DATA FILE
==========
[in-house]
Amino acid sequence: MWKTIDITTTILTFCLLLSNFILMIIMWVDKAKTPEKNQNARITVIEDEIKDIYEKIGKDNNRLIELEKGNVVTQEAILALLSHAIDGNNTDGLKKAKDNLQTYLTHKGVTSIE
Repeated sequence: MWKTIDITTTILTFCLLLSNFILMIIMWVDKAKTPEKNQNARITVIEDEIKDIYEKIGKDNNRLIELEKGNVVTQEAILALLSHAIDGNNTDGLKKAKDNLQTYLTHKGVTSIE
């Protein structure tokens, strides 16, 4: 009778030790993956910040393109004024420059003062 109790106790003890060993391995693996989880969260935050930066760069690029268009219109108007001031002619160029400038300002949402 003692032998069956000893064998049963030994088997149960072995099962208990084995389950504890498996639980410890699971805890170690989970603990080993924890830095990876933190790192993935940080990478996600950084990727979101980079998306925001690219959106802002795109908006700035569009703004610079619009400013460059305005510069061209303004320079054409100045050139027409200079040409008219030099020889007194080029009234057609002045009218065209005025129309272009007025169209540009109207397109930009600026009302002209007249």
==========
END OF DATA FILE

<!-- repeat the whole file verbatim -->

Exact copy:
[in-house]
Amino acid sequence: MWKTIDITTTILTFCLLLSNFILMIIMWVDKAKTPEKNQNARITVIEDEIKDIYEKIGKDNNRLIELEKGNVVTQEAILALLSHAIDGNNTDGLKKAKDNLQTYLTHKGVTSIE
Repeated sequence: MWKTIDITTTILTFCLLLSNFILMIIMWVDKAKTPEKNQNARITVIEDEIKDIYEKIGKDNNRLIELEKGNVVTQEAILALLSHAIDGNNTDGLKKAKDNLQTYLTHKGVTSIE
């Protein structure tokens, strides 16, 4: 009778030790993956910040393109004024420059003062 109790106790003890060993391995693996989880969260935050930066760069690029268009219109108007001031002619160029400038300002949402 003692032998069956000893064998049963030994088997149960072995099962208990084995389950504890498996639980410890699971805890170690989970603990080993924890830095990876933190790192993935940080990478996600950084990727979101980079998306925001690219959106802002795109908006700035569009703004610079619009400013460059305005510069061209303004320079054409100045050139027409200079040409008219030099020889007194080029009234057609002045009218065209005025129309272009007025169209540009109207397109930009600026009302002209007249």